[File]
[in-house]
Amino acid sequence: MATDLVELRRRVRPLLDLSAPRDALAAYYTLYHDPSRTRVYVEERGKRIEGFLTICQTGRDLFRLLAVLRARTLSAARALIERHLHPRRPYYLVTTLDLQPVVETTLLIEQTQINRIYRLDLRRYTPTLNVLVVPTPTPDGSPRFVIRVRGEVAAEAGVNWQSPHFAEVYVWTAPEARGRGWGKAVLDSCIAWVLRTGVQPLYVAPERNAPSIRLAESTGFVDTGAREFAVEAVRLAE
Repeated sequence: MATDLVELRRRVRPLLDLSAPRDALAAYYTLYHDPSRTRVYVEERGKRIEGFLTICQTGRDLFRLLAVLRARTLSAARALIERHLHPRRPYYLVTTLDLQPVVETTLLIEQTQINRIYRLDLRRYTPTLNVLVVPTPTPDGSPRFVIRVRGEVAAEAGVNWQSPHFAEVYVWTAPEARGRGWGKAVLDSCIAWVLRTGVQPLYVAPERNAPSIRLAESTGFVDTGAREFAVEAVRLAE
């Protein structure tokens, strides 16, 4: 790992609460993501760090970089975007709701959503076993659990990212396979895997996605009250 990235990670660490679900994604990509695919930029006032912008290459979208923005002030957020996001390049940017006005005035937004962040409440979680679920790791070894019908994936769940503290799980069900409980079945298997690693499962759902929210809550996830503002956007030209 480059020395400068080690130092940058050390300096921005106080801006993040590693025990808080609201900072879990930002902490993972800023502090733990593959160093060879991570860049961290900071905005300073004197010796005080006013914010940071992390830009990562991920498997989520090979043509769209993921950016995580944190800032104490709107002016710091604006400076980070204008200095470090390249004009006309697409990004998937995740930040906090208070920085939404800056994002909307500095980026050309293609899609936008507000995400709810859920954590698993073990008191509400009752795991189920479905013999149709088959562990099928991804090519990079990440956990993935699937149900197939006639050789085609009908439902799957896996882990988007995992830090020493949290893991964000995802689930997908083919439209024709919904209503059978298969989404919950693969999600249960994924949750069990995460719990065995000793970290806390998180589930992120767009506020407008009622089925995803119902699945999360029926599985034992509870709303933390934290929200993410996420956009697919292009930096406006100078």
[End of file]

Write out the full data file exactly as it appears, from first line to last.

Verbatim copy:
[in-house]
Amino acid sequence: MATDLVELRRRVRPLLDLSAPRDALAAYYTLYHDPSRTRVYVEERGKRIEGFLTICQTGRDLFRLLAVLRARTLSAARALIERHLHPRRPYYLVTTLDLQPVVETTLLIEQTQINRIYRLDLRRYTPTLNVLVVPTPTPDGSPRFVIRVRGEVAAEAGVNWQSPHFAEVYVWTAPEARGRGWGKAVLDSCIAWVLRTGVQPLYVAPERNAPSIRLAESTGFVDTGAREFAVEAVRLAE
Repeated sequence: MATDLVELRRRVRPLLDLSAPRDALAAYYTLYHDPSRTRVYVEERGKRIEGFLTICQTGRDLFRLLAVLRARTLSAARALIERHLHPRRPYYLVTTLDLQPVVETTLLIEQTQINRIYRLDLRRYTPTLNVLVVPTPTPDGSPRFVIRVRGEVAAEAGVNWQSPHFAEVYVWTAPEARGRGWGKAVLDSCIAWVLRTGVQPLYVAPERNAPSIRLAESTGFVDTGAREFAVEAVRLAE
């Protein structure tokens, strides 16, 4: 790992609460993501760090970089975007709701959503076993659990990212396979895997996605009250 990235990670660490679900994604990509695919930029006032912008290459979208923005002030957020996001390049940017006005005035937004962040409440979680679920790791070894019908994936769940503290799980069900409980079945298997690693499962759902929210809550996830503002956007030209 480059020395400068080690130092940058050390300096921005106080801006993040590693025990808080609201900072879990930002902490993972800023502090733990593959160093060879991570860049961290900071905005300073004197010796005080006013914010940071992390830009990562991920498997989520090979043509769209993921950016995580944190800032104490709107002016710091604006400076980070204008200095470090390249004009006309697409990004998937995740930040906090208070920085939404800056994002909307500095980026050309293609899609936008507000995400709810859920954590698993073990008191509400009752795991189920479905013999149709088959562990099928991804090519990079990440956990993935699937149900197939006639050789085609009908439902799957896996882990988007995992830090020493949290893991964000995802689930997908083919439209024709919904209503059978298969989404919950693969999600249960994924949750069990995460719990065995000793970290806390998180589930992120767009506020407008009622089925995803119902699945999360029926599985034992509870709303933390934290929200993410996420956009697919292009930096406006100078």